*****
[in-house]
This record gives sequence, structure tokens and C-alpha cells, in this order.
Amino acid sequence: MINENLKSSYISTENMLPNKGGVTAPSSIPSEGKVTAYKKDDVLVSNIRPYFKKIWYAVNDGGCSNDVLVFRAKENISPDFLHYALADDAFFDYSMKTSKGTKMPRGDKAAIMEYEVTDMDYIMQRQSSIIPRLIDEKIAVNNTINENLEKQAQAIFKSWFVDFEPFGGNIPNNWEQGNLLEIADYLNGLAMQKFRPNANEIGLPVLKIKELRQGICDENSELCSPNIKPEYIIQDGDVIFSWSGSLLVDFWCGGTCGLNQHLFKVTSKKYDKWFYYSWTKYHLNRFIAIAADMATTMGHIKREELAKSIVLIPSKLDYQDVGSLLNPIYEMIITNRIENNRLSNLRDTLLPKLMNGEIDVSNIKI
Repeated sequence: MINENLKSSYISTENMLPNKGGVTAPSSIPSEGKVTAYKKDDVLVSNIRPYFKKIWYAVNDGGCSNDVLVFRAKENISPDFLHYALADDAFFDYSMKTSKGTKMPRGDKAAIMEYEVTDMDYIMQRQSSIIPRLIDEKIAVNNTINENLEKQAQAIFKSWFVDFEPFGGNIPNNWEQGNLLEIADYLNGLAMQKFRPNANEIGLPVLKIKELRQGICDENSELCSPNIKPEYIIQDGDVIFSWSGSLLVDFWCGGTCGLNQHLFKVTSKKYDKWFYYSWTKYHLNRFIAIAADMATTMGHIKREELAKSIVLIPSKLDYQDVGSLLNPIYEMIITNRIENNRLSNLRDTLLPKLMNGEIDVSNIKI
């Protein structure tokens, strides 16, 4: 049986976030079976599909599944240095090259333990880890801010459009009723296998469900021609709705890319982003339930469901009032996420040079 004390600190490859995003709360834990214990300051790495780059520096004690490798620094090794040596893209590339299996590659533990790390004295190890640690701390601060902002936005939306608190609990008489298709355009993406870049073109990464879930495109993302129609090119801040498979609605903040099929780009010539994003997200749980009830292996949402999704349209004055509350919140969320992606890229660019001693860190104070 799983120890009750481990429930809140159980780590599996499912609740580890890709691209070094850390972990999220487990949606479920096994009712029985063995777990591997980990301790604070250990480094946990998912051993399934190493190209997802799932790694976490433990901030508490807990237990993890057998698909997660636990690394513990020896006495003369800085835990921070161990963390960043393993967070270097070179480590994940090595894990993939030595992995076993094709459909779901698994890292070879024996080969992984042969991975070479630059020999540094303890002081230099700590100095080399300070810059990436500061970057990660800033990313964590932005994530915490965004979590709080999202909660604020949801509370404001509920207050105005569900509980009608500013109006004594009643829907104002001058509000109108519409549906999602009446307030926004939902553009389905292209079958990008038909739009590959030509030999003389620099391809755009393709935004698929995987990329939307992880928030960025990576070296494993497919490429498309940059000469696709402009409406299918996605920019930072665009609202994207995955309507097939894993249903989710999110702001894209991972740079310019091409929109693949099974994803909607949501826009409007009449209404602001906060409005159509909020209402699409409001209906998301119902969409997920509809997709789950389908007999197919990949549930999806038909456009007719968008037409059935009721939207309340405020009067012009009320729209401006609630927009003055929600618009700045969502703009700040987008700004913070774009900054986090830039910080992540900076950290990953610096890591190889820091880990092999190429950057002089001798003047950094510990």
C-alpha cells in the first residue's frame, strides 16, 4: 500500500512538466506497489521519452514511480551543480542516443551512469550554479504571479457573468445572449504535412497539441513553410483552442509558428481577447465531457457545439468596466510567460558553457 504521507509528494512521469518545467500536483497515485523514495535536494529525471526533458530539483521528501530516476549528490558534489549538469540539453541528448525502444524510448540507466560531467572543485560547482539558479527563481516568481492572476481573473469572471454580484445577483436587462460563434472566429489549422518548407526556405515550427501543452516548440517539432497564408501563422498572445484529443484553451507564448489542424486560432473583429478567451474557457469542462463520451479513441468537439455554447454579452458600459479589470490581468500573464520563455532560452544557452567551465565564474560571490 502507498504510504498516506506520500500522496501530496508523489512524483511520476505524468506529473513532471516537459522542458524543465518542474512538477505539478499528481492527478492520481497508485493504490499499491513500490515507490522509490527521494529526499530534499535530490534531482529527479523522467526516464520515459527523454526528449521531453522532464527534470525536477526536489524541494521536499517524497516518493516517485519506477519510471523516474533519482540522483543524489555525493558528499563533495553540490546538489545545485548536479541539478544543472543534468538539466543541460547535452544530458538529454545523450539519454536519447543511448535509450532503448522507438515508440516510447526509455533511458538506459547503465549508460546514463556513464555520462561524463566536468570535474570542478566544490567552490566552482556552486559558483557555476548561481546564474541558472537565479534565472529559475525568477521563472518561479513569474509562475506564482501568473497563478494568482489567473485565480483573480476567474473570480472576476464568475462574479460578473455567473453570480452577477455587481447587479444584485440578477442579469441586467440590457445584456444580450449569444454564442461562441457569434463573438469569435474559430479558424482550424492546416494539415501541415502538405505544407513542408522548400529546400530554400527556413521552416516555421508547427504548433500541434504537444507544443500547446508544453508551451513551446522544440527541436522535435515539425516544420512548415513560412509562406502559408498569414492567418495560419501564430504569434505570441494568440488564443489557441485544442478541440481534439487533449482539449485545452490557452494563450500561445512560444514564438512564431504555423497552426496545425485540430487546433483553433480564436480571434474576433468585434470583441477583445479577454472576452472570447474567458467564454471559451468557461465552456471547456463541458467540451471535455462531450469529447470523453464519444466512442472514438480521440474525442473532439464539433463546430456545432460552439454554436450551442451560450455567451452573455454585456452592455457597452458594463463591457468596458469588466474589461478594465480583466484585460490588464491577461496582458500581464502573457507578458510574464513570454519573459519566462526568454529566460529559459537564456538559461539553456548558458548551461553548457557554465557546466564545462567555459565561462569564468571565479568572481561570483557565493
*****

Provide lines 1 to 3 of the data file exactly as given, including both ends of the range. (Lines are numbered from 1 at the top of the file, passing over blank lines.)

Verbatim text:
[in-house]
This record gives sequence, structure tokens and C-alpha cells, in this order.
Amino acid sequence: MINENLKSSYISTENMLPNKGGVTAPSSIPSEGKVTAYKKDDVLVSNIRPYFKKIWYAVNDGGCSNDVLVFRAKENISPDFLHYALADDAFFDYSMKTSKGTKMPRGDKAAIMEYEVTDMDYIMQRQSSIIPRLIDEKIAVNNTINENLEKQAQAIFKSWFVDFEPFGGNIPNNWEQGNLLEIADYLNGLAMQKFRPNANEIGLPVLKIKELRQGICDENSELCSPNIKPEYIIQDGDVIFSWSGSLLVDFWCGGTCGLNQHLFKVTSKKYDKWFYYSWTKYHLNRFIAIAADMATTMGHIKREELAKSIVLIPSKLDYQDVGSLLNPIYEMIITNRIENNRLSNLRDTLLPKLMNGEIDVSNIKI